written by David Steffen

Exploding Kittens is a card game designed by Elan Lee and Shane Small, published by The Oatmeal, that describes itself as a “highly strategic kitten-powered version of Russian Roulette”, published in 2015.

When you play the game, the deck will have one less exploding kitten in the deck then there are people playing. Each turn you can play one or more cards from your hand, and your turn ends when you draw the next card from the deck. If the next card is an exploding kitten, then you lose! Unless you have a Defuse card (everyone starts with one and there are more in the deck). Defuse card lets you put the exploding kitten somewhere back into the deck.

Many of the cards, even if they’re part of a common type, have different artwork and explanations that are fun to read. So the Defuse might be a laser pointer that is used to distract the kitten from exploding, but it might be something else.

So, the exploding kitten and the defuse are definitely the two most important types of card in the game. But there are a variety of other cards to help strategize with. A See The Future card lets you pick at the top few cards on the deck without drawing them, so that you can decide whether to draw or to avert a crisis by playing a Shuffle card to reshuffle the deck, or play an Attack card that skips your draw and forces the next person to draw two cards instead of one.

My personal favorite card is the “Nope!” card. All other cards you can only play when it’s your turn, but you can play a “Nope!” card at any time to cancel out whatever card was played previously. Just slap down that Nope and say “Nope!”. They think they’re going to see the future to peek into the deck? Nope! They think they’re going to defuse that exploding kitten? Nope! They think they’re going to “Nope!” your card? Nope!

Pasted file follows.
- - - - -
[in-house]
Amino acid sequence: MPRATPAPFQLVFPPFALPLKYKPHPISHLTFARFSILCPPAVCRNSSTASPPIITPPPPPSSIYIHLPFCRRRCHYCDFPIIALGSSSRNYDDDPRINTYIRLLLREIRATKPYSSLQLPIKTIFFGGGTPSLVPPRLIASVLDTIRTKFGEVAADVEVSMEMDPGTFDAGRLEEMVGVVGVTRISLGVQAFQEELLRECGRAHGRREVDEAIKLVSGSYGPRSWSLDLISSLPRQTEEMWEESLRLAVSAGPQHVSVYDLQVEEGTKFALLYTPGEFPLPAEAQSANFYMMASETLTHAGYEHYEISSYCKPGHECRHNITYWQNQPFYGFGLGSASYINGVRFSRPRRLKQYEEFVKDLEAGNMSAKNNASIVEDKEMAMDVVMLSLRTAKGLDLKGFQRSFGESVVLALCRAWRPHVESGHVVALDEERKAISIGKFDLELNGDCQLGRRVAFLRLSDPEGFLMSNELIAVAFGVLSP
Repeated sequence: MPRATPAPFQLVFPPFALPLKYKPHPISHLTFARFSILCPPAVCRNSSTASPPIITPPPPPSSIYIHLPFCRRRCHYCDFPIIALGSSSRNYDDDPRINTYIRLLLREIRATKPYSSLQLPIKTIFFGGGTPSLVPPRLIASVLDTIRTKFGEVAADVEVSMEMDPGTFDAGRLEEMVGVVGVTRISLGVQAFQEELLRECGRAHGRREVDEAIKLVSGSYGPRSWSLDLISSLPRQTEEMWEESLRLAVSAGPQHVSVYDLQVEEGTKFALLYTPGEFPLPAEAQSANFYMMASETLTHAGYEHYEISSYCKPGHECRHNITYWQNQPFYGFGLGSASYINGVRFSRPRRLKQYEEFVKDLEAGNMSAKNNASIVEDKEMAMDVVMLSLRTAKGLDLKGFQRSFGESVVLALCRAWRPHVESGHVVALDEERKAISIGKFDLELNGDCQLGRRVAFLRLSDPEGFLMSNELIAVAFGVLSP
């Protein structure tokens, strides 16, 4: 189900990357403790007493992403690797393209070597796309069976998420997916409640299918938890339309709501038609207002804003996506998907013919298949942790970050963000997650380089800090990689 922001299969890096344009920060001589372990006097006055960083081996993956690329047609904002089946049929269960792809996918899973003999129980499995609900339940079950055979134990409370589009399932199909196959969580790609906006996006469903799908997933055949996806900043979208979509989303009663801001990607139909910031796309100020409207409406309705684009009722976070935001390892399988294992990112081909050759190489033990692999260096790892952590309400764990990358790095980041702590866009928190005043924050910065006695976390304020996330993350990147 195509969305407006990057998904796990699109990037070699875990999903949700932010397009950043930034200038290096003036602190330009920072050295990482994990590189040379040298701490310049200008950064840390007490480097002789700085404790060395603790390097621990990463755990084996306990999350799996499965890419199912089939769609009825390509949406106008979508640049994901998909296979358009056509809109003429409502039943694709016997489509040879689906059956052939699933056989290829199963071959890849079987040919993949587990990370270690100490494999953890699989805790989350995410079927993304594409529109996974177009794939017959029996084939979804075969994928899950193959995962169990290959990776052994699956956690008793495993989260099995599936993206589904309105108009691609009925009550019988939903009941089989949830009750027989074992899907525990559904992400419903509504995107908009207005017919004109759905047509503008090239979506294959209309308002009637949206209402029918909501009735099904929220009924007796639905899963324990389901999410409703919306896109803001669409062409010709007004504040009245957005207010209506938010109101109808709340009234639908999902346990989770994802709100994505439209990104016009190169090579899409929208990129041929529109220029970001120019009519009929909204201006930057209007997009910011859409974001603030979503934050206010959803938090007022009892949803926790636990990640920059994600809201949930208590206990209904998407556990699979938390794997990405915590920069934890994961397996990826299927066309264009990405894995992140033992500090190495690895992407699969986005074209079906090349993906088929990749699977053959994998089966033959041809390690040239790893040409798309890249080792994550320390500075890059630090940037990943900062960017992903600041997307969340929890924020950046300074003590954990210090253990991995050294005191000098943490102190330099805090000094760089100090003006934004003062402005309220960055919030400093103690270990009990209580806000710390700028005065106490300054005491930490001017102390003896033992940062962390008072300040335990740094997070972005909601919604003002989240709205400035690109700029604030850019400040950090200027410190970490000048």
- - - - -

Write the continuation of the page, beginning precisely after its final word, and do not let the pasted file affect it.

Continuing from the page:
It’s a pretty quick game to play once you get the strategy, and can be played with two or more, a fun game to strategize and kill some time.

Suitable for all ages, though it would help if they’re old enough to read they could learn to recognize the colors of the different cards if they’re a little bit too young. Don’t need kids for it to be fun.

Can be reasonably challenging if you try to be as prepared for the exploding kittens as you can be, but there is a huge element of chance in that whether you draw the kitten and whether you draw extra defuses and other important factors decide a lot of it. If you’re a good strategist you’ll do better, but you still can’t always win.

Session Time
Each round is generally done in around 5 minutes, you can play as many rounds as you want.

Plenty replayable, I’ve played it for hours and it didn’t get old, with the variety of cards in the deck.

Fun silly original premise and the play isn’t like any other card game I’ve played.

Nice compact fast-paced game, easy to learn and fun to play, can be played with groups of different sizes and the face pace would keep it entertaining for kids. The different illustration and explanation for each individual card even if they’re identical in functionality are a fun and nice touch. Lots of fun!